Deeper still, I think that one of the things fueling the whole debate is the pop-culture representation of the scientist as supreme rationalist, the kind of second-cousin to Javert that Terry Gilliam was aiming his barbs at in The Adventures of Baron Munchausen. Think of all the entertainments and works of literature you’ve seen where “scientists” show up as white-coated, cold-hearted, amoral figures who cannot accept magic or mystery. Yes, there are important counter-examples of the scientist as hero, or even as the magician himself, the person who romantically brings mystery, beauty and change to our lives. That image works to the advantage of scientists in the debate over intelligent design, so I think it’s important not to feed the other stereotype too quickly or readily. Science should be the enemy of unreason, falsehood, ignorance, but I don’t think it has to be the enemy of awe, mystery or the sublime. Neither do any scientists I know, and that’s something worth reminding the wider public.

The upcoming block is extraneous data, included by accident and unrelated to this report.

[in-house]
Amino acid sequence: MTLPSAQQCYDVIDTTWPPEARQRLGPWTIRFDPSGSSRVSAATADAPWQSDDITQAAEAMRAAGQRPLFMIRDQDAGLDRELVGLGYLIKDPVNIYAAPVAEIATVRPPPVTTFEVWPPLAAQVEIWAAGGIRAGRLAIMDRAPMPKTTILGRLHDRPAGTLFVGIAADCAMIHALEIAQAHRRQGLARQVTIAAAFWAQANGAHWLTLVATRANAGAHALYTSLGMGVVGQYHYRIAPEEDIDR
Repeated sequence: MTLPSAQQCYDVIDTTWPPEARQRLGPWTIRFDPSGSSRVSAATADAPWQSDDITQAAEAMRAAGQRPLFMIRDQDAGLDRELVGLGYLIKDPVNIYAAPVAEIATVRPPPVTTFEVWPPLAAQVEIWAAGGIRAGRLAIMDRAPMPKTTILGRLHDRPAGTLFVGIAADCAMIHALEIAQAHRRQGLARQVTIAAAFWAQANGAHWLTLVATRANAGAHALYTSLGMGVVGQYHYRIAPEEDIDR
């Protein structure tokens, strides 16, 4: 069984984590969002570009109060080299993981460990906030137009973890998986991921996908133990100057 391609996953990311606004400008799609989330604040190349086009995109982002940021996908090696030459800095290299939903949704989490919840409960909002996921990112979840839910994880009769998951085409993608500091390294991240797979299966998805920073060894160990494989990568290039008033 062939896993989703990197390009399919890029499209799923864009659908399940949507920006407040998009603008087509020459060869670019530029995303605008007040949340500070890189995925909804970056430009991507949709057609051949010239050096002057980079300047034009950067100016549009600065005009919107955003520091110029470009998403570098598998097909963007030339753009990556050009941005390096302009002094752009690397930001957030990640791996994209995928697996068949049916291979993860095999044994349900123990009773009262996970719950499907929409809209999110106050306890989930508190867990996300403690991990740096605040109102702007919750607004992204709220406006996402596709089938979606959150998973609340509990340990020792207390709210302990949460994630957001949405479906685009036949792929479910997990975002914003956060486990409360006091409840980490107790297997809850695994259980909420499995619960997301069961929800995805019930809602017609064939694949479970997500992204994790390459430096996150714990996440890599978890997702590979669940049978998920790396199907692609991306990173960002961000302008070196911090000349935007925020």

3) On mystery from another angle. I guess one thing I’m wondering lately is whether it’s ever worth arguing with a believer about the things he or she believes in terms of trying to point out something about the belief itself within its own terms and self-presentation. For example, is it ever worth arguing with an Islamic fundamentalist who supports suicide bombing that the religious traditions of Islam seem to clearly proscribe or forbid suicide? On the intelligent design question, is it ever worth observing, as Cosma Shalizi did, that many formulations of intelligent design are actually profoundly disrespectful of some of the most central ideas in the religious history of Christianity? For example, there’s really only a very limited number of escape hatches from the problem of evil in God’s universe, if you’re a Christian. One is that evil is God’s punishment for original sin, but the most rigorous formulations of that idea don’t have the widespread support in evangelical Christianity that they once did. More popular and commonly offered is that we cannot understand the mystery of God’s creation and the purpose of humankind within it, that evil may serve some function which we cannot hope to fully understand precisely because we are not God. That’s certainly the kind of view that many Christians offer as a everyday, commonsensical explanation of why bad things happen to good people. But look then at how intelligent design plows right through the mystery of God’s creation and purpose, how it banalizes God, harnesses Him. As Shalizi says, ID essentially says, “Look, God made the world just as we would have.” If God really means to reveal his design in the world, wouldn’t the contemplation of the world lead us deeper into mystery and the sublime?